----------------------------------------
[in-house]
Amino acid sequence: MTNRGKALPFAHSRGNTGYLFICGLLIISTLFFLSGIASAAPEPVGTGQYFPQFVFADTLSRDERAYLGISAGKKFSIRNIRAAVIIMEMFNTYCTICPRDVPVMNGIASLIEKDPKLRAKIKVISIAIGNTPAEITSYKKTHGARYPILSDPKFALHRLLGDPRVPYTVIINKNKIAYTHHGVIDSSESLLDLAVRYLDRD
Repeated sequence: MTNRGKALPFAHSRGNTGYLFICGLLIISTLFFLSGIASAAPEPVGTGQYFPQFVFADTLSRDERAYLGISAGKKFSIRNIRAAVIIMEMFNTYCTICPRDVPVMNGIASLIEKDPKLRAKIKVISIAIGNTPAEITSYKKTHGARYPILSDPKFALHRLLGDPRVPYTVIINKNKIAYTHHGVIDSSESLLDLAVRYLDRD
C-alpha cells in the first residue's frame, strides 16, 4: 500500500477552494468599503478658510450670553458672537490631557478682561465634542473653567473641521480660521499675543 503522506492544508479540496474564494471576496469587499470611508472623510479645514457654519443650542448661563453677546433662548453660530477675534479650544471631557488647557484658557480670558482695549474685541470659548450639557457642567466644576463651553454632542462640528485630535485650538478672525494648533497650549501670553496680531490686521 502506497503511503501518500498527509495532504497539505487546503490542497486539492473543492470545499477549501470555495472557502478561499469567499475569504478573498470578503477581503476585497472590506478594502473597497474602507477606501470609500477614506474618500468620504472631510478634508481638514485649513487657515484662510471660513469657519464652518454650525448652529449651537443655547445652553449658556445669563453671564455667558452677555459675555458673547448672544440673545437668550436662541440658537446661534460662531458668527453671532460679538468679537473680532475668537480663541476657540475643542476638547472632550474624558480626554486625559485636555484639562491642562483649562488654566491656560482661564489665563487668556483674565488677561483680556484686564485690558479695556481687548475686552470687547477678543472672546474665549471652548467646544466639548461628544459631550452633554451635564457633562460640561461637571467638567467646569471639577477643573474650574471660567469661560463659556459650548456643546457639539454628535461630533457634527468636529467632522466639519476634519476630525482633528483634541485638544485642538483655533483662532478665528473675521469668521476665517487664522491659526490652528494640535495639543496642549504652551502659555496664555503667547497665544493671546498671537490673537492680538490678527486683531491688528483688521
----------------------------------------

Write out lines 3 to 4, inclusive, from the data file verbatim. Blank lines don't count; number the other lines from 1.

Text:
Repeated sequence: MTNRGKALPFAHSRGNTGYLFICGLLIISTLFFLSGIASAAPEPVGTGQYFPQFVFADTLSRDERAYLGISAGKKFSIRNIRAAVIIMEMFNTYCTICPRDVPVMNGIASLIEKDPKLRAKIKVISIAIGNTPAEITSYKKTHGARYPILSDPKFALHRLLGDPRVPYTVIINKNKIAYTHHGVIDSSESLLDLAVRYLDRD
C-alpha cells in the first residue's frame, strides 16, 4: 500500500477552494468599503478658510450670553458672537490631557478682561465634542473653567473641521480660521499675543 503522506492544508479540496474564494471576496469587499470611508472623510479645514457654519443650542448661563453677546433662548453660530477675534479650544471631557488647557484658557480670558482695549474685541470659548450639557457642567466644576463651553454632542462640528485630535485650538478672525494648533497650549501670553496680531490686521 502506497503511503501518500498527509495532504497539505487546503490542497486539492473543492470545499477549501470555495472557502478561499469567499475569504478573498470578503477581503476585497472590506478594502473597497474602507477606501470609500477614506474618500468620504472631510478634508481638514485649513487657515484662510471660513469657519464652518454650525448652529449651537443655547445652553449658556445669563453671564455667558452677555459675555458673547448672544440673545437668550436662541440658537446661534460662531458668527453671532460679538468679537473680532475668537480663541476657540475643542476638547472632550474624558480626554486625559485636555484639562491642562483649562488654566491656560482661564489665563487668556483674565488677561483680556484686564485690558479695556481687548475686552470687547477678543472672546474665549471652548467646544466639548461628544459631550452633554451635564457633562460640561461637571467638567467646569471639577477643573474650574471660567469661560463659556459650548456643546457639539454628535461630533457634527468636529467632522466639519476634519476630525482633528483634541485638544485642538483655533483662532478665528473675521469668521476665517487664522491659526490652528494640535495639543496642549504652551502659555496664555503667547497665544493671546498671537490673537492680538490678527486683531491688528483688521